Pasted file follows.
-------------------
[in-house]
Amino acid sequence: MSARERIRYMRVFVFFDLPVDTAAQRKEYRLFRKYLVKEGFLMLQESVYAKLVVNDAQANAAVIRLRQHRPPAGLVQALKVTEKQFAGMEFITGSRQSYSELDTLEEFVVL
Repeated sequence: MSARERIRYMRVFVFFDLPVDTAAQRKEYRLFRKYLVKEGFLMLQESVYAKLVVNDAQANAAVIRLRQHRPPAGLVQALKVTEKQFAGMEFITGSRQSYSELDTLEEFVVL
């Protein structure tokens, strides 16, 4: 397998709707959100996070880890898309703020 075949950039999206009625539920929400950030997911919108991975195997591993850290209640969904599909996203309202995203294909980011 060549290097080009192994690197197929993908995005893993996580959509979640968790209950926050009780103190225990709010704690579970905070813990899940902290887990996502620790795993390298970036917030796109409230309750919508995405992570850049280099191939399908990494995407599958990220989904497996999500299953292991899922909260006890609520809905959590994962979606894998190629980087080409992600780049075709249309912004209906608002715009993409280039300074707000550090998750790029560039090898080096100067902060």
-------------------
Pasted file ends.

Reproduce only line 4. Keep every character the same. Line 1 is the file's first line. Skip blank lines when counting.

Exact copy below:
């Protein structure tokens, strides 16, 4: 397998709707959100996070880890898309703020 075949950039999206009625539920929400950030997911919108991975195997591993850290209640969904599909996203309202995203294909980011 060549290097080009192994690197197929993908995005893993996580959509979640968790209950926050009780103190225990709010704690579970905070813990899940902290887990996502620790795993390298970036917030796109409230309750919508995405992570850049280099191939399908990494995407599958990220989904497996999500299953292991899922909260006890609520809905959590994962979606894998190629980087080409992600780049075709249309912004209906608002715009993409280039300074707000550090998750790029560039090898080096100067902060």